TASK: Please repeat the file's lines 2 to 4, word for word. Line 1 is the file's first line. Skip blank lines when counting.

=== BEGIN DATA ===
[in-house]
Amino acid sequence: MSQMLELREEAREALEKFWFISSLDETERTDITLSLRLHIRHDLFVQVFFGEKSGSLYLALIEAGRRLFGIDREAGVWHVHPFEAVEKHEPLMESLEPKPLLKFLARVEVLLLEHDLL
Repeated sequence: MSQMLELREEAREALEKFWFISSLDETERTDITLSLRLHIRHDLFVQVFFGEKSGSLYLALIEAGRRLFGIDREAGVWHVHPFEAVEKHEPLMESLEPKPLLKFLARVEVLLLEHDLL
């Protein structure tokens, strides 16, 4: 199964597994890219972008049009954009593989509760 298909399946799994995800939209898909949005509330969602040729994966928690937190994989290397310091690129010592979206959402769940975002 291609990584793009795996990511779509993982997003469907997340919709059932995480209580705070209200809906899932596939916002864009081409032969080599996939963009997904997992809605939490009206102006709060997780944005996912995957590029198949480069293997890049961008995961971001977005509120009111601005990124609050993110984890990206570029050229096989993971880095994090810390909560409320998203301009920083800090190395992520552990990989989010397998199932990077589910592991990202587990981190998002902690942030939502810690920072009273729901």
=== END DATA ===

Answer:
Amino acid sequence: MSQMLELREEAREALEKFWFISSLDETERTDITLSLRLHIRHDLFVQVFFGEKSGSLYLALIEAGRRLFGIDREAGVWHVHPFEAVEKHEPLMESLEPKPLLKFLARVEVLLLEHDLL
Repeated sequence: MSQMLELREEAREALEKFWFISSLDETERTDITLSLRLHIRHDLFVQVFFGEKSGSLYLALIEAGRRLFGIDREAGVWHVHPFEAVEKHEPLMESLEPKPLLKFLARVEVLLLEHDLL
């Protein structure tokens, strides 16, 4: 199964597994890219972008049009954009593989509760 298909399946799994995800939209898909949005509330969602040729994966928690937190994989290397310091690129010592979206959402769940975002 291609990584793009795996990511779509993982997003469907997340919709059932995480209580705070209200809906899932596939916002864009081409032969080599996939963009997904997992809605939490009206102006709060997780944005996912995957590029198949480069293997890049961008995961971001977005509120009111601005990124609050993110984890990206570029050229096989993971880095994090810390909560409320998203301009920083800090190395992520552990990989989010397998199932990077589910592991990202587990981190998002902690942030939502810690920072009273729901």